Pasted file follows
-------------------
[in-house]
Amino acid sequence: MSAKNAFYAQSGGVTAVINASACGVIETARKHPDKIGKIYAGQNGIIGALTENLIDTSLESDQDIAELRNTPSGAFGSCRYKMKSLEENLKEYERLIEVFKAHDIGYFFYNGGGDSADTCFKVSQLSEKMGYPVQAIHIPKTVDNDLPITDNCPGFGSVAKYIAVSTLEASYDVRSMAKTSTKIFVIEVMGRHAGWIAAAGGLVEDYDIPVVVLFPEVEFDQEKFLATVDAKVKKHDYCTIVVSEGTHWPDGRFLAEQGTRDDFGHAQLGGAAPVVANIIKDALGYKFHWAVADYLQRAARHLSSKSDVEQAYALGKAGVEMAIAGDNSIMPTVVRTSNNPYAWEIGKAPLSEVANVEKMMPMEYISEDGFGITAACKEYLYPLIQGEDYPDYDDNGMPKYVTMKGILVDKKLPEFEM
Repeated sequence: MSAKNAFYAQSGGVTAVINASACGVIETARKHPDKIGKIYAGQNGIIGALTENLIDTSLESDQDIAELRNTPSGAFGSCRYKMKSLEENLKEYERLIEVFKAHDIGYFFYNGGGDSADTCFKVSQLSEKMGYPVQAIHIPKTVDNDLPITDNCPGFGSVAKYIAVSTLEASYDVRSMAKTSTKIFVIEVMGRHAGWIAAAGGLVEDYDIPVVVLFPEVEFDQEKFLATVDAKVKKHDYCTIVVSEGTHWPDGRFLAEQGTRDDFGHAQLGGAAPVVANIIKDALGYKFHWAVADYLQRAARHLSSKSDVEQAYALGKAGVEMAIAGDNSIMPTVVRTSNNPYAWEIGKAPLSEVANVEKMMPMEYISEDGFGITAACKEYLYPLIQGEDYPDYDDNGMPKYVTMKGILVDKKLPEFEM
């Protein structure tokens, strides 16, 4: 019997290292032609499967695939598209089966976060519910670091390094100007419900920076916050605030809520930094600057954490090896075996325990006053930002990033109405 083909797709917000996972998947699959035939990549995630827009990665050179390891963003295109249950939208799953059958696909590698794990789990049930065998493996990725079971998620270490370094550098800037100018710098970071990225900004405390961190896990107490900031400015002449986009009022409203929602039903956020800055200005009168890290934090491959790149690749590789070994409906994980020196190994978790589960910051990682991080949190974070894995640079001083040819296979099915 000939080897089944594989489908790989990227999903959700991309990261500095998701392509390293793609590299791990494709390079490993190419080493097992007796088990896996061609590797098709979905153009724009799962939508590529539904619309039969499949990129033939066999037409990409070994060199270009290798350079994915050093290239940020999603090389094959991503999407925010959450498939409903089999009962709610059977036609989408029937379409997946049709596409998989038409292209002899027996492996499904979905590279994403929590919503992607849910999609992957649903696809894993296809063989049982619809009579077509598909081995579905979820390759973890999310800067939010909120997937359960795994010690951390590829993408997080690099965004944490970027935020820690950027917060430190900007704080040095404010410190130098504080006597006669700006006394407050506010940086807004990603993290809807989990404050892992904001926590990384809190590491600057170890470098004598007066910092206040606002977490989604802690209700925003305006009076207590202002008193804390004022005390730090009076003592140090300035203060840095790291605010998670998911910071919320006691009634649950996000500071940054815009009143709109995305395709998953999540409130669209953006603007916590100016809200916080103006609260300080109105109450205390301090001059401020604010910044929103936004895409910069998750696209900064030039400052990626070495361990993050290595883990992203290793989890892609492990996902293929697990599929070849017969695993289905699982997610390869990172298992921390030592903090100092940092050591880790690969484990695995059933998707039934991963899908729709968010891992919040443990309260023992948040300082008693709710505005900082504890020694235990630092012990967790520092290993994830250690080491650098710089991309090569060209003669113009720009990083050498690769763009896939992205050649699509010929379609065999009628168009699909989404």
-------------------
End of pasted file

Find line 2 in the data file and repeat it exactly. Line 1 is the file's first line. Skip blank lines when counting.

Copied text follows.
Amino acid sequence: MSAKNAFYAQSGGVTAVINASACGVIETARKHPDKIGKIYAGQNGIIGALTENLIDTSLESDQDIAELRNTPSGAFGSCRYKMKSLEENLKEYERLIEVFKAHDIGYFFYNGGGDSADTCFKVSQLSEKMGYPVQAIHIPKTVDNDLPITDNCPGFGSVAKYIAVSTLEASYDVRSMAKTSTKIFVIEVMGRHAGWIAAAGGLVEDYDIPVVVLFPEVEFDQEKFLATVDAKVKKHDYCTIVVSEGTHWPDGRFLAEQGTRDDFGHAQLGGAAPVVANIIKDALGYKFHWAVADYLQRAARHLSSKSDVEQAYALGKAGVEMAIAGDNSIMPTVVRTSNNPYAWEIGKAPLSEVANVEKMMPMEYISEDGFGITAACKEYLYPLIQGEDYPDYDDNGMPKYVTMKGILVDKKLPEFEM